Daily Hashi

Understanding hashi

Think of it this way…

A group of islands in the ocean

It’s all about islands

Imagine you live on a small island in the ocean, which is part of a group of small islands. Perfect weather, sandy beaches, excellent fishing, surfing, cocktails with umbrellas. Are you picturing it? Nice.

One Monday morning, the governor of this community pays you a visit, begging you to solve a new problem. This does not surprise you, since you have a reputation for being the most logical person around. Yeah, you’re kind of a big deal.

“We need bridges,” says the governor.

“Bridges?” you repeat.

“Yes. We need to build bridges that connect all of our islands. I would like you to figure out where we should put them.”

“You mean, we need to place the bridges so that anyone on any of our islands could walk or ride to any other island using the bridges, right?”

“Precisely. Oh, and I should mention: we only know how to build bridges going straight north, south, east, and west. No diagonals.”

“I see.”

“And the bridges can’t cross each other, of course.”

“Of course. Don’t worry, your honor,” you say. “I’ll have the solution tomorrow!”

Placing the first bridge

It’s all about bridges

So you look at a map of your islands, and start thinking logically. Right away, the first thing you notice is that one little island down in the bottom right corner.

“Hello!” you say to yourself. “If the bridges can only go up-and-down or left-and-right, then there is only one other island this one can connect to! So any scheme of linking all the islands would have to include a bridge between it and the one to the west of it!” And you draw a bridge on your map, because you know, logically, it must be there.

Placing the second bridge

Almost immediately, you notice something similar about the island in the northeast, above your bridge. It too has only one neighbor it can connect to. So you draw a second bridge.

Connecting all the islands

Within minutes, you have drawn bridges connecting all the islands. It looks right, but just to be sure, you review the rules you were told.

“All the islands are connected?” Yes. Anyone on any island could somehow get to any other island without swimming.

“Bridges are vertical or horizontal, no slanty ones?” Yes.

“And no bridge crosses another bridge?” Yes! You have satisfied every condition.

And you know, logically, that your bridge map is not merely a right answer; it is in fact the right answer, the only possible solution.

On Tuesday, you deliver your map to the governor. But that’s not the end of the story.

Islands with numbers on them

It’s all about counting

On Wednesday, you get another visit.

“Slight problem,” says the governor. “Not enough bridges.”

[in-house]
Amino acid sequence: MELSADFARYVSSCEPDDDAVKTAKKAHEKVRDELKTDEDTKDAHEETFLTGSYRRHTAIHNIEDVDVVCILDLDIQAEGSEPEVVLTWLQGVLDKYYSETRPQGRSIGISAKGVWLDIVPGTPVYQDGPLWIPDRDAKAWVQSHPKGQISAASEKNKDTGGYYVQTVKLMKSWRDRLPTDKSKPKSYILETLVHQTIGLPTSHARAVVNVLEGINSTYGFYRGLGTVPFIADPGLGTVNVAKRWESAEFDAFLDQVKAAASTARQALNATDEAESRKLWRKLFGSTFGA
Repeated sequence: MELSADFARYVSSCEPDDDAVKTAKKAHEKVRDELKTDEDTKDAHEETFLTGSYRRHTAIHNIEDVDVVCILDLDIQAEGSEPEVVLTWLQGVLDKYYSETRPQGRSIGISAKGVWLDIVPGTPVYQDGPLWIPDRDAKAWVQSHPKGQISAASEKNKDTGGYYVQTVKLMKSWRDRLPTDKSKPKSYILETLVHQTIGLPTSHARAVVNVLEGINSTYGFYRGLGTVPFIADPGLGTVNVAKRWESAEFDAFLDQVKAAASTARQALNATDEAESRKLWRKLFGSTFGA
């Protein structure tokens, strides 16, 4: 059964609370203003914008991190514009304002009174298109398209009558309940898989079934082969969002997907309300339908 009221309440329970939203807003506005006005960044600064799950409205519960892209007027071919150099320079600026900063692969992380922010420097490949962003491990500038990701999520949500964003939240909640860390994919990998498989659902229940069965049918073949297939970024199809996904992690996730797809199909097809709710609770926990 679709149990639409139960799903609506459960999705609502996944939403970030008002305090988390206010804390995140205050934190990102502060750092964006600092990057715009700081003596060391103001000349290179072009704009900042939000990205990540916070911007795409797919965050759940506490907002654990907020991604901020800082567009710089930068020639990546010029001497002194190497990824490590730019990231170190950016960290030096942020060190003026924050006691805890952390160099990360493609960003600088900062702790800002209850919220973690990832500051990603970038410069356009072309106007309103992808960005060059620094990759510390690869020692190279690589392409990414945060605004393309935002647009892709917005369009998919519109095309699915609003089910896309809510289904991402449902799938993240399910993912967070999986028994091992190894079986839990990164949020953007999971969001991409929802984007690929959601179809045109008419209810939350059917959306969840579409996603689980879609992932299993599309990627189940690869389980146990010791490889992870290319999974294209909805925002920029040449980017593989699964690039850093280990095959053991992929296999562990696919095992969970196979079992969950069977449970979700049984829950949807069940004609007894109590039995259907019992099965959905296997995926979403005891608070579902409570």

“How do you mean?”

“Well, of course you know that some of our islands are more populous than others, and have more traffic and so forth?”

“Yes, I do know that.”

“Well, my engineers tell me that some of the busier islands will need more bridges, to handle the traffic. Here, they wrote some numbers…”

And you are handed a new map of the islands, but this map has a number written on every island.

“So now,” you say, “each island has to end up with as many bridges as the number written on it?”

“Precisely. If you have to, you can put up to two bridges between any two islands. But no more than two.”

“Uh-huh. And all the previous rules still apply too?”

“Right you are! Bring me the answer tomorrow.”

Hashi puzzle diagram

It’s all about logic

This time, to reduce distracting details, you redraw the map more simply: a circle for each island, and a number in each circle. And you ponder this diagram for awhile.

“Well, I know those bridges I drew on Monday still have to be there,” you think. “Because they followed logically from the rules, and those rules have not changed.” That’s the cool thing about logic; it is never, ever wrong.

Hashi puzzle logical process

So you draw in the four bridges you had drawn before. And you stare at your map, and you wait for inspiration.

“How to proceed?” you wonder. “I know these bridges are right, and yet none of the islands has the correct number of bridges. Well, except for this one…” And you start to smile.

That one island in the bottom right again. That is the key to solving the whole thing! It already has the correct number of bridges, so it cannot have any more added.

And the neighboring island to its left, it needs to have three bridges, but right now it only has two, so it needs one more. But it can’t add a bridge to the east, because that island is full. So that leaves only one option: a second bridge to the west. So you draw a second bridge there.

And then there’s that island with a “2” on it. It needs a second bridge, and it only has one place to put it. So you add that to your diagram. And then…

Hashi puzzle solution

…you’re done. The puzzle is solved! It turns out that adding those two new bridges was all you needed. But just to be sure, you review the rules one more time.

The reward

On Thursday you deliver your answer. The bridges get built, and a massive parade is held to celebrate you, the most logical person around. You are showered with gifts, money, and love…

—okay, back up. Actually, the story ended when you solved the puzzle, because honestly, there is no better reward.

And now you understand hashi.